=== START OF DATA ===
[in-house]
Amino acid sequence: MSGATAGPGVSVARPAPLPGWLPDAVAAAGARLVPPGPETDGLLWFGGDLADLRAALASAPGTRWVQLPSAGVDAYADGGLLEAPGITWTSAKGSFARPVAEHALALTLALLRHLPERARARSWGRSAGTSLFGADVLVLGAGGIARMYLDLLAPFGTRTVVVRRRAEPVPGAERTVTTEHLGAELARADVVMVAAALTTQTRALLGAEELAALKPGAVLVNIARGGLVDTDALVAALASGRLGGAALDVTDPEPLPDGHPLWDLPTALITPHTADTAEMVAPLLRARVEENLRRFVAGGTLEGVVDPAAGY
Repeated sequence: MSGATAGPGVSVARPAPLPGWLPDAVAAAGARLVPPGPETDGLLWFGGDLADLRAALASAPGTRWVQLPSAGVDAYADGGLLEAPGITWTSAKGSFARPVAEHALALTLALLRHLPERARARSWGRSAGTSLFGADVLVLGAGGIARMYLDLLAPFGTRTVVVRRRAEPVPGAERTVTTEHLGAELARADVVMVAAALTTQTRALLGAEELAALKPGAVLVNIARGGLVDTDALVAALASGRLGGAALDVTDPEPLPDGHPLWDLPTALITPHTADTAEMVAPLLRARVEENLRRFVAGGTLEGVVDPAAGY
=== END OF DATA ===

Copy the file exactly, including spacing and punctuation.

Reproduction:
[in-house]
Amino acid sequence: MSGATAGPGVSVARPAPLPGWLPDAVAAAGARLVPPGPETDGLLWFGGDLADLRAALASAPGTRWVQLPSAGVDAYADGGLLEAPGITWTSAKGSFARPVAEHALALTLALLRHLPERARARSWGRSAGTSLFGADVLVLGAGGIARMYLDLLAPFGTRTVVVRRRAEPVPGAERTVTTEHLGAELARADVVMVAAALTTQTRALLGAEELAALKPGAVLVNIARGGLVDTDALVAALASGRLGGAALDVTDPEPLPDGHPLWDLPTALITPHTADTAEMVAPLLRARVEENLRRFVAGGTLEGVVDPAAGY
Repeated sequence: MSGATAGPGVSVARPAPLPGWLPDAVAAAGARLVPPGPETDGLLWFGGDLADLRAALASAPGTRWVQLPSAGVDAYADGGLLEAPGITWTSAKGSFARPVAEHALALTLALLRHLPERARARSWGRSAGTSLFGADVLVLGAGGIARMYLDLLAPFGTRTVVVRRRAEPVPGAERTVTTEHLGAELARADVVMVAAALTTQTRALLGAEELAALKPGAVLVNIARGGLVDTDALVAALASGRLGGAALDVTDPEPLPDGHPLWDLPTALITPHTADTAEMVAPLLRARVEENLRRFVAGGTLEGVVDPAAGY